Babydoll Lamb

c

If you purchase more than one sheep from me, a $50 discount is applied to each additional one.  This also applies to future years.  (Example:  If you purchased 2 lambs the first year, you would receive a $50 discount.  If you purchased 2 more lambs the next year, you would receive a $100 discount.  This does not imply that anyone is guaranteed the ability to purchase lambs in any future year though.  That is based on the buyer's position on "The List", the number of lambs born, and other factors.

a

2014 Lamb Prices:

Babydoll Lambs:

  • Registered White or Black Ewe:      $550
  • Registered White or Black Ram:     $350 (Codon is either QR or RR)*
  • Registered White or Black Ram:     $450 (Codon is RR)*
  • Non-Registered White or Black Wether (neutered male):  $200

*All ram lambs sold will have at least one R at codon 171, and many will be RR. If you specifically want an RR ram, please let me know early so I can plan to do the testing shortly after he is born.

Procedure for Purchasing Sheep     

If you would like to be put on my list for 2014 lambs, this is how it works:

  • "The List"   Contact me at Mail@MyLittleSheep.com as early as possible to be placed on "The List".  In the spring (lambing season), I will start working down the list to clarify what types (ewe, ram, wether, color, etc.) and how many lambs are wanted.  As the lambs are born, the deposit will be requested (50% of cost).  It will need to be received within two weeks of the request, or the lambs will be offered to the next person on the list.  (If this happens to you, I will place your name at the bottom of the list.  So it does not necessarily mean you won't be able to get lambs, but it does decrease your odds.)  If a deposit has been paid and I end up being unable to provide the lamb, your deposit will be refunded in entirety.
  • Registration  The ewe and ram lambs will be registered with the NABSSAR registry unless you specify another preference. Another option is to register them with the Olde English Babydoll Southdown registry instead, or even both registries if you desire that. Just let me know. All of our flock is double-registered, so all options are possible. The wethers are not registered unless requested (and will increase the price to cover my additional cost).  For links to the websites of both registries, see the "Useful Links" page.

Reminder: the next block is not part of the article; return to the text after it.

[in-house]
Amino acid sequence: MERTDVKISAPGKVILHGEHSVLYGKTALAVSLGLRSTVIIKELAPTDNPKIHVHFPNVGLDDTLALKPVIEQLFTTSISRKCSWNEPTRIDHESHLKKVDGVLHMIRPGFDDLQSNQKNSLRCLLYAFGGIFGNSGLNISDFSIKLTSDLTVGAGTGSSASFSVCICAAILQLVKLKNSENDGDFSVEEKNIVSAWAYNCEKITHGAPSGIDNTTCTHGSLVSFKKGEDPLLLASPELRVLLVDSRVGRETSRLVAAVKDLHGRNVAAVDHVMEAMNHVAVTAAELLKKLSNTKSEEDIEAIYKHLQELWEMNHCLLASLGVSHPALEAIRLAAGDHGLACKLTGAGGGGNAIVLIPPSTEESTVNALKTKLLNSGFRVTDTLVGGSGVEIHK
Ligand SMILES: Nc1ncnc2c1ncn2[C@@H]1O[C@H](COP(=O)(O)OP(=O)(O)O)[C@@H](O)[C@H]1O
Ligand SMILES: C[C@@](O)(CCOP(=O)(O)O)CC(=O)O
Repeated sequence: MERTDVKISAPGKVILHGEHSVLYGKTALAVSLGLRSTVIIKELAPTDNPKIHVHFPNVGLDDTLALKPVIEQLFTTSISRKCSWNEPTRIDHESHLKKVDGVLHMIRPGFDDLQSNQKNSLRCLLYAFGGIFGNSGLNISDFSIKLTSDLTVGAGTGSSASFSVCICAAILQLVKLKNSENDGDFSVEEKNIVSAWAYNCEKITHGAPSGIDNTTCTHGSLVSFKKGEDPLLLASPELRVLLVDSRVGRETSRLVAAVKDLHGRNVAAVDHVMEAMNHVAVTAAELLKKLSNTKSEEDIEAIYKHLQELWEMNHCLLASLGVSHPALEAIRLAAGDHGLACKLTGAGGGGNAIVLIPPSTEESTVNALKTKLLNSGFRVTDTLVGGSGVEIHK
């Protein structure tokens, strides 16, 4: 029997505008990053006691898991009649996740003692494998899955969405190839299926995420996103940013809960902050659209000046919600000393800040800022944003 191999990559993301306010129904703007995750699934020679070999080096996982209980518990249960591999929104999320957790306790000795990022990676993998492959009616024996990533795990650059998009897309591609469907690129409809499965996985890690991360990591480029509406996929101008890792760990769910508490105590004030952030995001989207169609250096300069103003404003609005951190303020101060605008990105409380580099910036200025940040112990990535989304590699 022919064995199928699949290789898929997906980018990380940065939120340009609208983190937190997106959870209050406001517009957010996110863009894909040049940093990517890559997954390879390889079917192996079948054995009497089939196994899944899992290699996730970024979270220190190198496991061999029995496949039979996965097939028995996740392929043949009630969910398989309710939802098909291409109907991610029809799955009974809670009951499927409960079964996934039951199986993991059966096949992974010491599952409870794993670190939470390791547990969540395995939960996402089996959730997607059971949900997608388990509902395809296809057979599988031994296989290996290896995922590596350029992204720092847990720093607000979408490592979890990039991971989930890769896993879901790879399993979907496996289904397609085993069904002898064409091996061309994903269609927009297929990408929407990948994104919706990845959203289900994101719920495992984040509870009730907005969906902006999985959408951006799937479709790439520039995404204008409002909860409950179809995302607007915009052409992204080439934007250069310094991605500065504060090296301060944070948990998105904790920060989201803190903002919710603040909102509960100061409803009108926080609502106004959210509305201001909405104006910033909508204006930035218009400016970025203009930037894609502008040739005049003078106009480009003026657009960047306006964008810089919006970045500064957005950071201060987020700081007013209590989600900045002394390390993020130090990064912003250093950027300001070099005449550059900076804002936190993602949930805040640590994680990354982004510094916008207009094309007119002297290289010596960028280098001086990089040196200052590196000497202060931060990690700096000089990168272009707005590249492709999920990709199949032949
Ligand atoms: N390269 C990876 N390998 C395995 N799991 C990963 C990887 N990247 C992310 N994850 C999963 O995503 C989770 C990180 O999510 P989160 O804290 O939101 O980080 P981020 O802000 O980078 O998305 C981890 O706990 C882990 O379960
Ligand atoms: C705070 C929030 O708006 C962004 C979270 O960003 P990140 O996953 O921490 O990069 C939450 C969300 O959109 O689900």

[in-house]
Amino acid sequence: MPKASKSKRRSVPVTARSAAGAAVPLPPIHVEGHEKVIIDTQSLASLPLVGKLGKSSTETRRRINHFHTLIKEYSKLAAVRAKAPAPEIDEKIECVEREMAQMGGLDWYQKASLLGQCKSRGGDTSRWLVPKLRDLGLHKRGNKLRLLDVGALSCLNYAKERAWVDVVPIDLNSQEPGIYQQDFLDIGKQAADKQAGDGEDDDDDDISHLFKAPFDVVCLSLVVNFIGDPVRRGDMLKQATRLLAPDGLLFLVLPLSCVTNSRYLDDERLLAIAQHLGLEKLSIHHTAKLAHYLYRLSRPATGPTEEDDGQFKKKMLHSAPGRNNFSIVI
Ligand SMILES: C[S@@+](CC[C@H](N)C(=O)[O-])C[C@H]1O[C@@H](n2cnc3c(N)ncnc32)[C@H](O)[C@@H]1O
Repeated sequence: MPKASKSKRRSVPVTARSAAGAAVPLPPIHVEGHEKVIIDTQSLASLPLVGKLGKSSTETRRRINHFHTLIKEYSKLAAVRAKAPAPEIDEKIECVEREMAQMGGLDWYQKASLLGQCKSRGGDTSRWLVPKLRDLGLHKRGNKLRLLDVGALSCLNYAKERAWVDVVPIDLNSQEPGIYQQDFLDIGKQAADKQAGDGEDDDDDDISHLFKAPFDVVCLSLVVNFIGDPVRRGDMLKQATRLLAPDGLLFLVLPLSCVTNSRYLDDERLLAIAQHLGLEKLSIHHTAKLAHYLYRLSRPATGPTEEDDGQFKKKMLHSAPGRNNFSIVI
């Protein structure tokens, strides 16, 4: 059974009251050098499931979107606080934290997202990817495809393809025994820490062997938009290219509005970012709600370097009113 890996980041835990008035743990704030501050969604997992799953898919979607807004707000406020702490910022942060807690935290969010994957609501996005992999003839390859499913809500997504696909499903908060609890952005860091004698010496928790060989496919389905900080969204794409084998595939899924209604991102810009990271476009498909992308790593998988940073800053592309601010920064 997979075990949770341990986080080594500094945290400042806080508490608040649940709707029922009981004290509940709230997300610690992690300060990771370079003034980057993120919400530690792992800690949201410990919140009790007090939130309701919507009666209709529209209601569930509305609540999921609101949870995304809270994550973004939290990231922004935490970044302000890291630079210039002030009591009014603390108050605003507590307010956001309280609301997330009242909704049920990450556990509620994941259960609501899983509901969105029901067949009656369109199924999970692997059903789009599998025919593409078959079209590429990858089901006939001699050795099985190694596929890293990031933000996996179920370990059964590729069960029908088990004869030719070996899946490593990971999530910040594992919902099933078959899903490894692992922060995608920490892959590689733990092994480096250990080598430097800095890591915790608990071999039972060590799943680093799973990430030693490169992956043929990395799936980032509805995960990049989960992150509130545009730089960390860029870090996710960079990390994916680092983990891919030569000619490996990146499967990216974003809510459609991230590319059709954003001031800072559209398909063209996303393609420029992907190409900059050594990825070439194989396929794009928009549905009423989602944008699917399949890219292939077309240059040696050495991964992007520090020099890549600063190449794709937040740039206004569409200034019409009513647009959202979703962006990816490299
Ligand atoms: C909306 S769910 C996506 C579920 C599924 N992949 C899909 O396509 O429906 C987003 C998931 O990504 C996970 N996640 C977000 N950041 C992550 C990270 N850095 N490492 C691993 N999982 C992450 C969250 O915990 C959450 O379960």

• Health Issues  All lambs will have had their tails docked (banded) their first week.  They will be current with their CD&T vaccinations.  They will have a scrapie tag in an ear for identification and to meet transporting requirements (I use the smallest, most inconspicuous tag available).  They will be dewormed the day they are picked up.  Their hooves will be trimmed. 
  • Transportation  If they are to be transported across state lines, the lambs will need a veterinarian exam and health certificate.  I will have this done at my expense, but any additional required testing specific to your state is the responsibility of the buyer at the buyer's expense.  If you are not sure which tests are required to import sheep to your state, please ask your local veterinarian.    Click here for a website that also may be helpful with state to state transportation.  Typically, the health certificate is only good for 30 days so if your plans change to pick up your lamb, you will responsible for paying for another exam if that is necessary.  We do not allow our sheep to be shipped by plane so other arrangements will need to be made.  Also, if transporting in the back of a pickup, a cover over the pen (such as a tarp) is needed to provide shade from the sun and shelter from the wind.  Most buyers transport the lambs inside their vehicles using large dog crates, which works very well. 
  • Timing  We will plan our lambing to start around the middle of March.  Since we like to give our lambs the best opportunity for a healthy, happy, natural start in life, we leave them with their mothers until they are at least 8 weeks of age (weaning age).  Most lambs leave for their new homes in mid-May or June. 
  • Bottle Lambs  I do not sell bottle lambs before they are 8 weeks old.  Although they are very labor-intensive to raise, I would rather have a healthy 8 week-old leave here for their new home, than a broken-hearted person calling me with tragic news.  If you want a lamb that has been a bottle baby, that may be possible, but the lamb will not have been raised as a "house pet".  They continue to live with the flock.  Also, some of my most friendly adult sheep were not bottle babies...so you can be assured that the time you spend interacting with your new lamb is of much more importance.
  • Other Important Considerations  We reserve the right to decide to not sell a sheep for any reason.  Our sheep are not sold for meat.  Since they are a flock animal, if only one is purchased it needs to "go home" to a flock or at least one other sheep.  A wether (neutered male) is an ideal companion!  The other sheep does not need to be a Babydoll, but does need to be a sheep (a goat is a very different animal).
Baaa

Older Sheep

If you have an interest in purchasing a mature ram, that is sometimes possible.  By letting rams occasionally go to new homes, I'm able to bring in some "new blood" so I can continue to provide unrelated breeding pairs for repeat customers.   The price for a mature ram will typically be less than for a ram lamb, and you will know exactly what you are getting since he will have already sired lambs and his adult personality is known.  Just write and let me know if you have an interest.

Next: Your First Lambs